Big guns still in the hunt
The 96-match marathon that was the Champions League group stage produced its fair share of sensational games, records and surprises. While a few big names fell by the wayside, most of Europe's top sides can now enjoy a comfortable winter in the knowledge that they will be back to resume battle in the Round of 16 next spring. Read on as FIFA.com looks back at some of the highlights thus far.
The usual suspects
As usual, the English clubs were out in force. England is in fact the only country to see all of its representatives - Arsenal, Chelsea, Manchester United and Liverpool - progress to the next round. For the last three years, these four teams have regularly made it through the group stages. The sole exception came in 2005-06, when Manchester United suffered an early exit. Interestingly, the failures of the English national team appear to have no adverse affect on the club sides, which provided three of the four semi-finalists last season.
Italy is also well represented, with three of the four Serie A clubs that started the group stages - AC Milan, Inter Milan and AS Roma - all advancing to the last 16. During the last two seasons, Roma, spearheaded by Francesco Totti, have usurped the place normally occupied by Juventus. Meanwhile, the Spanish challenge will be led by the twin giants, Barcelona and Real Madrid, while Sevilla, who have replaced Valencia as the country's third force, will also be there once the competition resumes. Following back-to-back triumphs in the UEFA Cup, the Andalucian club have been in resplendent form after stepping up to Europe's top club competition for the first time.
The six remaining places in the knockout stage are divided equally between teams from six different countries. They include competition regulars such as Lyon and, in the form of Porto and Celtic, a couple of former champions. Nonetheless, the 2007-08 competition has shown conclusively that England, Spain and Italy, where the trophy currently resides, are way ahead of the pack as the dominant forces of European club game.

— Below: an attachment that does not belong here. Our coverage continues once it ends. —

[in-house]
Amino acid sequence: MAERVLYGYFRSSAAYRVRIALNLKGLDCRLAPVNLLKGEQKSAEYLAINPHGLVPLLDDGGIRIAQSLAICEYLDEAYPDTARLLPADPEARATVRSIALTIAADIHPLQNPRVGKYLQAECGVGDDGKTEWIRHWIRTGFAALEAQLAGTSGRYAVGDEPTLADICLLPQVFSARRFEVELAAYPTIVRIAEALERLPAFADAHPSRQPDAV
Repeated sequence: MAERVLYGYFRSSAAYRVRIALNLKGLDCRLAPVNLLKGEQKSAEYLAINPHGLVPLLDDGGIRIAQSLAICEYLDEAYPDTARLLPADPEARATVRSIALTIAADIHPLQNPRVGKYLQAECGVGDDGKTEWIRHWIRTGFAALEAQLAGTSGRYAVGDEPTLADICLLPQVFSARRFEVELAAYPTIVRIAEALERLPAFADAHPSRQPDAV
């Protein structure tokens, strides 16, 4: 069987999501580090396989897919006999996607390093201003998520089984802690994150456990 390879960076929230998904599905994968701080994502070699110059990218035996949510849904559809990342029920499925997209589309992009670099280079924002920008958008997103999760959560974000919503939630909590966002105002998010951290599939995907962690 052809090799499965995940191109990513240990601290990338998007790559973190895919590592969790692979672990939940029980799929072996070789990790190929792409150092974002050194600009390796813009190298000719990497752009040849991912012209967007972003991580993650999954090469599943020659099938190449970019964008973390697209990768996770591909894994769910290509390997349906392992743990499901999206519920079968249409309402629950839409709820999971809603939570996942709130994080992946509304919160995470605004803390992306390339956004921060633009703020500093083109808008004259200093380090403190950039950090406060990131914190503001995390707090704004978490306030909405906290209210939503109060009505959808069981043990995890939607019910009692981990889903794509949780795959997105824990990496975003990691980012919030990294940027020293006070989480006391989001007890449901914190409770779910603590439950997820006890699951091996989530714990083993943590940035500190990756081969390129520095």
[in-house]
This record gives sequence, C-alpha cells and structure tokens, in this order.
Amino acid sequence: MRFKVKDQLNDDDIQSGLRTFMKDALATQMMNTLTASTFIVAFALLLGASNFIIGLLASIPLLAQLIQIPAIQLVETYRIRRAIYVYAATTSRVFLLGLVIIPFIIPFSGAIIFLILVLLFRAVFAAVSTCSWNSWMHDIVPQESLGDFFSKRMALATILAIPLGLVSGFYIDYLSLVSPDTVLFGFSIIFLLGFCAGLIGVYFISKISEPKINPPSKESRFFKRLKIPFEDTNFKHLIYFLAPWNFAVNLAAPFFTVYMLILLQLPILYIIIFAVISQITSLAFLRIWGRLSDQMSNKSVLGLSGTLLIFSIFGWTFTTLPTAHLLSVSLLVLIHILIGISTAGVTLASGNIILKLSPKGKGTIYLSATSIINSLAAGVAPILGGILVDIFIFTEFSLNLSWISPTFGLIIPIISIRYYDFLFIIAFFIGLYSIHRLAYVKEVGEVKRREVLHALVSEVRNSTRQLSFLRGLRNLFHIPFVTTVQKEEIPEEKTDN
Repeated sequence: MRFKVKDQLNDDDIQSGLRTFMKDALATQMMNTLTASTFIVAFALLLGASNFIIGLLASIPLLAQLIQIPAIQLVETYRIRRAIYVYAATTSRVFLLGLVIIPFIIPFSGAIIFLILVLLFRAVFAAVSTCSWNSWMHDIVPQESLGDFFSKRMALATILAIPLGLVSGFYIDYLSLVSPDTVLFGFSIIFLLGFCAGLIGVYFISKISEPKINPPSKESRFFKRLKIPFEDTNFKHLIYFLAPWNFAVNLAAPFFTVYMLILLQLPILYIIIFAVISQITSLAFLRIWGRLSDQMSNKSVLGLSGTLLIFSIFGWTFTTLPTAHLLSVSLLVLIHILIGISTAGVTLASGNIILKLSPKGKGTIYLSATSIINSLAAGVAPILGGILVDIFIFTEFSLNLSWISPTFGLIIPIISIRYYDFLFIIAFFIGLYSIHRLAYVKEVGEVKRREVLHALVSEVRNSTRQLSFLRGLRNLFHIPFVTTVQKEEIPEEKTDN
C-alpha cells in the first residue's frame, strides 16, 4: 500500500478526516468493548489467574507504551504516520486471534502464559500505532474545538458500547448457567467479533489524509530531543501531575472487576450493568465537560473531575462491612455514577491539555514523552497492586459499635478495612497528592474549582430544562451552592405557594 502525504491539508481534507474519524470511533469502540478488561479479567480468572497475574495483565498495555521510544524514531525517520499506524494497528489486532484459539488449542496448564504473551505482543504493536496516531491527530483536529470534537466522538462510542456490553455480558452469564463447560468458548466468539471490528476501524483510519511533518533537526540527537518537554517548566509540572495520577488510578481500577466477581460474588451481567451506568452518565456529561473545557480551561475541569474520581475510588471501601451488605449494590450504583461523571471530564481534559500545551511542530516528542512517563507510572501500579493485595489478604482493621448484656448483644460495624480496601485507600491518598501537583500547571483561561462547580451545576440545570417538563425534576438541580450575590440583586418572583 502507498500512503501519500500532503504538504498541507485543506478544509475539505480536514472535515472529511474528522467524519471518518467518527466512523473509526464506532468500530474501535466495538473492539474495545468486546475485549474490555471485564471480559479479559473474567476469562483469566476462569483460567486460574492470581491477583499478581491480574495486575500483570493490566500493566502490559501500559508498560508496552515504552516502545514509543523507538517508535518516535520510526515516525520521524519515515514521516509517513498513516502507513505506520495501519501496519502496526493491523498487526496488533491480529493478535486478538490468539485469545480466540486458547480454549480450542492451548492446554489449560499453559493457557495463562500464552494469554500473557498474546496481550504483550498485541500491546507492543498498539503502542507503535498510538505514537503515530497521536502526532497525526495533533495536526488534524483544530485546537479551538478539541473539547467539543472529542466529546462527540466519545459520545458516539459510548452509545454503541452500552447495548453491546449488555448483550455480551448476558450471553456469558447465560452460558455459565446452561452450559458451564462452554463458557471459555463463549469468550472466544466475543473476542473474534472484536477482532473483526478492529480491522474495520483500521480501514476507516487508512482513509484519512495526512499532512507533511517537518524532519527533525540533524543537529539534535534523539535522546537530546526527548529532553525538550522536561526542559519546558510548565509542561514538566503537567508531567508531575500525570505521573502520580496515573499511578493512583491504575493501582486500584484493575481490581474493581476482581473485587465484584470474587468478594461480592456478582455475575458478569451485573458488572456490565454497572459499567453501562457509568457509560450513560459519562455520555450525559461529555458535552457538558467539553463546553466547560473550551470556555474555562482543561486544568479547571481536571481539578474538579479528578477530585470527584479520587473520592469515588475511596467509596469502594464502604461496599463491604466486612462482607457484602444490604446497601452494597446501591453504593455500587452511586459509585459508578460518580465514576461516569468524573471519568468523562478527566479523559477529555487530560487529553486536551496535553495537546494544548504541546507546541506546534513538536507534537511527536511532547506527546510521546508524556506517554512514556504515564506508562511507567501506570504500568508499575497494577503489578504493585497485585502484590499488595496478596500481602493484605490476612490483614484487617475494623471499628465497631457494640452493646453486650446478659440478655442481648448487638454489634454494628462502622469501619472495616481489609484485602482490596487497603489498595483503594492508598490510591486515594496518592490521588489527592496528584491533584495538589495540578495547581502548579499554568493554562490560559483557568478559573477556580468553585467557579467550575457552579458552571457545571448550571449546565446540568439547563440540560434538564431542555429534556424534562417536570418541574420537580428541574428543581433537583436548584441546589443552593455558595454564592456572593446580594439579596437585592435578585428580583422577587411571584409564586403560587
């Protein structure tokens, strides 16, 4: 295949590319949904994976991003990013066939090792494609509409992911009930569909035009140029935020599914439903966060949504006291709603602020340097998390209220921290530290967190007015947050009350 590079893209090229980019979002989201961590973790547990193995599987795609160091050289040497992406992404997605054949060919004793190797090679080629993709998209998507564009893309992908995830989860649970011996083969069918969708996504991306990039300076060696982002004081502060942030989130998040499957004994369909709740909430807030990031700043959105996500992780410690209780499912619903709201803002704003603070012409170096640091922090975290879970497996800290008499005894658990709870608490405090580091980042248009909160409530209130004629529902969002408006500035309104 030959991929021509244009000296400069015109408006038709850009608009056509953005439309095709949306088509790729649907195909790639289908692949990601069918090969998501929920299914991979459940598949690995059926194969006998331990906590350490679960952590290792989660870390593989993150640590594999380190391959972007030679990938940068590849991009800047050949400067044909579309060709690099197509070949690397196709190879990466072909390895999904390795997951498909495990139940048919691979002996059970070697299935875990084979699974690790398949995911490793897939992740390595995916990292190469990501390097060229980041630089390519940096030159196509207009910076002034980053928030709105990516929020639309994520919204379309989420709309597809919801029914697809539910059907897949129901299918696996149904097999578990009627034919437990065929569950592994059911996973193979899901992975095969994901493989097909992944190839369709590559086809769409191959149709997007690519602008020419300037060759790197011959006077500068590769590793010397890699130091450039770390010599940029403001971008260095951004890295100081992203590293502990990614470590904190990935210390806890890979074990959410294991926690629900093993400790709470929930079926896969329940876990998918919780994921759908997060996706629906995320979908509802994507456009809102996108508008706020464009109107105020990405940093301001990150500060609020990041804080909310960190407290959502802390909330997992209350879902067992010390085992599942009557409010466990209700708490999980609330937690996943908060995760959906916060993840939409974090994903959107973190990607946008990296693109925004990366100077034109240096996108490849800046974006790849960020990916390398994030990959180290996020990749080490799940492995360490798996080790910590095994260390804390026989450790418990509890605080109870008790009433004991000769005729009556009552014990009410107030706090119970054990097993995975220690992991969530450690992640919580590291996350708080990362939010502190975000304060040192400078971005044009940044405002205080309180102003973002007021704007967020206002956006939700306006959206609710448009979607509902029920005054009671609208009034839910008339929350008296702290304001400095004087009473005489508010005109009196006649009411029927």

The home comforts
Home advantage was also a critical factor, in some sections at least. While some qualified sides, such as Olympiakos, were able to ditch their traditional reliance on getting results in their own back yard - with two of the Greeks' three wins coming away to Werder Bremen and Lazio - others remained as dependant on home comforts as ever. Fenerbahce, for example, qualified comfortably from Group G despite failing to win any of their away fixtures, while Celtic took the phenomenon to another level entirely, once again proving a completely different side on the road to the one that has become quite a force in Glasgow.
The Bhoys' record at fortress Celtic Park - just one defeat in their last 31 European fixtures - is certainly worthy of any of the European elite, but equally remarkable is that, in five separate UEFA Champions League campaigns, the Scots have yet to claim a single away victory. Not that it has mattered. For the second successive season, three home wins and three away defeats - without a single goal scored on the road - proved sufficient to take Gordon Strachan's team through to the last 16.
The new boys